I guess the only thing to worry about then is the limited amount of writes on an SSD disk, it's one critical weakness.

Re:Not needed (1)

TooMuchToDo (882796) | more than 5 years ago | (#28707579)

With how quickly the price of SSDs are coming down, I wouldn't worry about it. You'd just replace the drive. And if cost is a concern, someone wouldn't be considering the idea in the first place.

Re:Not needed (1)

ShadowRangerRIT (1301549) | more than 5 years ago | (#28707737)

That limitation is effectively irrelevant [storagesearch.com] . And that article is from 2006. And it accounts for the case of constant, high speed writing; hibernating out to disk happens a few times a day, and as such is barely noticeable.

Think about it. Lets say you've got a crappy flash drive: Only 1 million writes per sector. And it's exactly the size of your main RAM, so no wear leveling algorithm will help. If woke up and hibernate that machine 100 times per day, it would still last 10,000 days, or 27.4 years. That's slightly longer than I've been alive; I think I could live with a hard drive that "only" lasted that long.

Re:Not needed (1)

je ne sais quoi (987177) | more than 5 years ago | (#28707657)

Even desktop users who use linux often have to dual boot into windows. Sometimes virtual machines or wine is good enough for what you want, but for something like games or software that couples closely to hardware (e.g. AnyDVD or most games), this doesn't work. Having a faster boot on linux makes switching between OSes nicer. On my machine my Debian it's already faster than Vista (I forgot by how much, I'll have to remeasure it), and that's including running some slow services at startup for linux like uploading firmware for an HD card and starting the smartd.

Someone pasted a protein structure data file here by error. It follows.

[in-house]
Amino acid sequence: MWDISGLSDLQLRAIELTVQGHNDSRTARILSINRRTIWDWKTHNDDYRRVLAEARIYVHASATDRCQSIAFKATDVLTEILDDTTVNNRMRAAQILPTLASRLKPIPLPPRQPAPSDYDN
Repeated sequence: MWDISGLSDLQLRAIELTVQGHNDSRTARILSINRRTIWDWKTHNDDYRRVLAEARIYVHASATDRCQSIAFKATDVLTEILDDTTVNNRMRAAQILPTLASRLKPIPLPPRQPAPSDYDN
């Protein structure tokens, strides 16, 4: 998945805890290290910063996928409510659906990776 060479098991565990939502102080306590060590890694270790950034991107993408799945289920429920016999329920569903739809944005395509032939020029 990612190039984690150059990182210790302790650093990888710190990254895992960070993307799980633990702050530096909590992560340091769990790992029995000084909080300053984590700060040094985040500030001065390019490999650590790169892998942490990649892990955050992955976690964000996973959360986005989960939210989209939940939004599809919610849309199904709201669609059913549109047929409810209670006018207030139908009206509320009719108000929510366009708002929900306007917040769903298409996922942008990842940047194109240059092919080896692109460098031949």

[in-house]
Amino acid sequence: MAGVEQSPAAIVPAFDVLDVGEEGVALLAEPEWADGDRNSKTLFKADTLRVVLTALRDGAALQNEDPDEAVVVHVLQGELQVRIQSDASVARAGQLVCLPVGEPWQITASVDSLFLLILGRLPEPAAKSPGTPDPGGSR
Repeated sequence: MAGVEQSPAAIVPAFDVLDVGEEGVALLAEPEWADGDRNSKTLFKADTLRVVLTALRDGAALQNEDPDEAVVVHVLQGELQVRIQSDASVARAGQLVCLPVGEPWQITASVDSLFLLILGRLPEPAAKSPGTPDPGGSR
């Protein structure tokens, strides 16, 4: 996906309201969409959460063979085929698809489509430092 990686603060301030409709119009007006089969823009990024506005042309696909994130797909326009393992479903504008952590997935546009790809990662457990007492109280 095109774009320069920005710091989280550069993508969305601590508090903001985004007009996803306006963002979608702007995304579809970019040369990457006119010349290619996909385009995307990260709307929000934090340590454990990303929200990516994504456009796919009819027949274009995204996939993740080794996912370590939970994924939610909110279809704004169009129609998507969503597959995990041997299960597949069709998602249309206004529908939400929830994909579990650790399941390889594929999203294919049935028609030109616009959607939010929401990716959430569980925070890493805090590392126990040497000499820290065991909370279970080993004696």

Re:Not needed (0)

Anonymous Coward | more than 5 years ago | (#28708181)

You really do bite.

Re:Not needed (1)

Chabo (880571) | more than 5 years ago | (#28706683)

I can't wait until I get a powerful desktop machine that has an idle power draw low enough that I'd get no noticeable benefit to my electric bill by turning the machine off.

Re:Not needed (1)

TooMuchToDo (882796) | more than 5 years ago | (#28707403)

Google for Pico ITX. I believe full-tilt consumption is something like 30 watts, which is about double the power consumption of a compact fluorescent bulb. Assuming you leave it running all the time, and your electricity is 7 cents/kwH, your power bill every month for it would be $1.50 (assuming 30watt draw). $1.50 is not really noticeable on an electric bill when you take into account delivery charges and taxes.

Re:Not needed (1)